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New congressional districts add uncertainty to Virginia midterm elections

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Small chance of showers, thunderstorms on Monday.

Gov. Glenn Youngkin suggested a political motive for a letter he received from Rep. Abigail Spanberger, D-7th, urging him to fix flaws documented by an audit critical of the state’s response to a January snowstorm that left thousands of people stranded overnight on a busy section of Interstate 95.

The traffic gridlock — which occurred before Youngkin took office — stretched both directions on a 52-mile stretch from Caroline County through the Fredericksburg area to eastern Prince William County. It came in the heart of a newly drawn 7th Congressional District that features one of the most nationally watched races in the midterm elections in November.

Spanberger, who currently lives in western Henrico County, outside of the new district, is one of three Democratic congresswomen — along with Rep. Elaine Luria, D-2nd, and Rep. Jennifer Wexton, D-10th — whom Republicans hope to unseat in their bid to regain control of the U.S. House of Representatives and block President Joe Biden’s agenda.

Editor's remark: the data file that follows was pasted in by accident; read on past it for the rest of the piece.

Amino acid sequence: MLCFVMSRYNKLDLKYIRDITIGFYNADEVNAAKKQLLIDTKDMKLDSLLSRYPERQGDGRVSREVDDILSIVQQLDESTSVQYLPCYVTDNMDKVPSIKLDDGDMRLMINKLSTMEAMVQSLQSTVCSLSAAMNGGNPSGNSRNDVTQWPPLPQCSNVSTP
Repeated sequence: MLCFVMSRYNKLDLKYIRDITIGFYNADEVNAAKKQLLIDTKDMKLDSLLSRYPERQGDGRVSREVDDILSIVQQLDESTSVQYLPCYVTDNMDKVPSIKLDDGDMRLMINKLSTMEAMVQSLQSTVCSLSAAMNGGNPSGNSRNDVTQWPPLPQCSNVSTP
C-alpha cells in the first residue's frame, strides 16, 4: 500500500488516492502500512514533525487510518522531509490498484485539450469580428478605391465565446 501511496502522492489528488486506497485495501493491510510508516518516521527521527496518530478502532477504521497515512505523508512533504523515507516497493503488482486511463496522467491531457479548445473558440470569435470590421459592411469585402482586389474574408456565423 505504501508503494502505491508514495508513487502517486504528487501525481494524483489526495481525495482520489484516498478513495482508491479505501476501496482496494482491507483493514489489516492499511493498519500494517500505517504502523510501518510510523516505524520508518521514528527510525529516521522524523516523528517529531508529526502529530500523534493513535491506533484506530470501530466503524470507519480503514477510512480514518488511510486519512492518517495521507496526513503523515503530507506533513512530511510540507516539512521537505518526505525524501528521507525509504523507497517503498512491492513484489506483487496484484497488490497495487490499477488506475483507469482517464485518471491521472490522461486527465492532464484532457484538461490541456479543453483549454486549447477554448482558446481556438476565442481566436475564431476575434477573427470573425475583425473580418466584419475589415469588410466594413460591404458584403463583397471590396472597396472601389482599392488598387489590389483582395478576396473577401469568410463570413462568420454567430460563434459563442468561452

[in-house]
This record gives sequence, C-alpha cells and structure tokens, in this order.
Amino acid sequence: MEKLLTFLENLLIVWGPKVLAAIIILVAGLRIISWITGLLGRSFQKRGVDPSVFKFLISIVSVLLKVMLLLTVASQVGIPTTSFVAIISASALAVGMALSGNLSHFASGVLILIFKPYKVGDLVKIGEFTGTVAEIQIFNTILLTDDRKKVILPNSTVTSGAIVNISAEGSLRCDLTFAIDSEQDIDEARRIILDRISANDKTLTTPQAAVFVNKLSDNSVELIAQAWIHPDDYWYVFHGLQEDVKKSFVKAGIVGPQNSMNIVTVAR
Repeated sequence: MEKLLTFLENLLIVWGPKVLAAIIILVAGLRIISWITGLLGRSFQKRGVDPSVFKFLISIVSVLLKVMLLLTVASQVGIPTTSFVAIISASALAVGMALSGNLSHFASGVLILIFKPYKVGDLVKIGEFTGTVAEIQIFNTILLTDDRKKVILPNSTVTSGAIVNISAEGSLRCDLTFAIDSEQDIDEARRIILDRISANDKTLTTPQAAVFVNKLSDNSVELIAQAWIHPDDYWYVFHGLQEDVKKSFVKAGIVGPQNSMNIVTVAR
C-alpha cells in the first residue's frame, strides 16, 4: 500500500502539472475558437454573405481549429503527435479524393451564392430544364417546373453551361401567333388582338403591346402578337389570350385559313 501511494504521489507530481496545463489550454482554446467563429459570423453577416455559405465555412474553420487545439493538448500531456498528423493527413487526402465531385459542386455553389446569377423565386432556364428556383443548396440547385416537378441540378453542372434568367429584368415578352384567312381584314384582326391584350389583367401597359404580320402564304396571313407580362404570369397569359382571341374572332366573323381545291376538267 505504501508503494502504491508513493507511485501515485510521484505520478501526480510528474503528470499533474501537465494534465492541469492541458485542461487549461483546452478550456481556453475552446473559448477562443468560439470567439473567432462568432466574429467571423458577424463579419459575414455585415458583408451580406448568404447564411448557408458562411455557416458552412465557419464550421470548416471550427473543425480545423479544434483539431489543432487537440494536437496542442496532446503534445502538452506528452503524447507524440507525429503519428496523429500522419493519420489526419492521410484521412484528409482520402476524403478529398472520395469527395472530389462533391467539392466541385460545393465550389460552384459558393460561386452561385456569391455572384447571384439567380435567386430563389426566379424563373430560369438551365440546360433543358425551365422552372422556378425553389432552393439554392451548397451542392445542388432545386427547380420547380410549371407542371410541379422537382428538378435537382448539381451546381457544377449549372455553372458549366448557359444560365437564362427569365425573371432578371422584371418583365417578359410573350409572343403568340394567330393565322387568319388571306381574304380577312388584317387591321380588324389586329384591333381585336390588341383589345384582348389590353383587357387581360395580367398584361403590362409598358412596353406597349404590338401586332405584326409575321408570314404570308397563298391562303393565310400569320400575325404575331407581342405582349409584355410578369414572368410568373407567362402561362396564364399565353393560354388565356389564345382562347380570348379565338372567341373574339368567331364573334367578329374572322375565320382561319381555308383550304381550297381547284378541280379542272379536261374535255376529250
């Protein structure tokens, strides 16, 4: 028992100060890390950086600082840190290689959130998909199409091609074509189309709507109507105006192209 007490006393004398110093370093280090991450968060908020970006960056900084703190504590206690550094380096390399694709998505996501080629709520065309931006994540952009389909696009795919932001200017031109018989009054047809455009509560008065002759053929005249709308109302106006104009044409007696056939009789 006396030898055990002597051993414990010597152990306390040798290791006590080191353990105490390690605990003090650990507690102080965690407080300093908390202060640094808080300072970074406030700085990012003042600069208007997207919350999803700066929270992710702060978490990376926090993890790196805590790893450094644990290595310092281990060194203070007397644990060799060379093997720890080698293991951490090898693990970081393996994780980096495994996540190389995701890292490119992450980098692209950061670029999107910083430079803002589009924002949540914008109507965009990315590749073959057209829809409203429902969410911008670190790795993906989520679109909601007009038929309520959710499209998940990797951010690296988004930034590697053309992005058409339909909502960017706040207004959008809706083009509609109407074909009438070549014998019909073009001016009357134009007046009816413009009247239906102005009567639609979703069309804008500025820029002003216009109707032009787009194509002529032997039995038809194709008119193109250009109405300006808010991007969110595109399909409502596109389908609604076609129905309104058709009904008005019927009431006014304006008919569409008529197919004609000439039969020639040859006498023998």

Youngkin talks schools, but not Congress in N.Va. rally for midterms

“I know that Spanberger’s in a tough race and therefore she’s tried to do things to demonstrate, maybe, a connection to her new district,” Youngkin said on Tuesday after an unrelated event in Richmond.

If so, some say it would be smart politics for Spanberger, who is happy to campaign on a string of legislative victories in Congress, including passage of a $1 trillion infrastructure funding package that Biden signed last year. Among other things, the bill aims to relieve traffic congestion with new roads and expanded mass transit service.

“The new 7th District is so intertwined as an I-95 district that talking about infrastructure is a good thing,” said Stephen Farnsworth, director of the Center for Leadership and Media Studies at the University of Mary Washington, in the heart of the district in Fredericksburg.

The day after the interstate reopened, Spanberger demanded a full investigation by then-Gov. Ralph Northam, a fellow Democrat. She said she expects his Republican successor to ensure it doesn’t happen again.

“It’s unfortunate that he assumed a political motive,” she said of Youngkin’s response.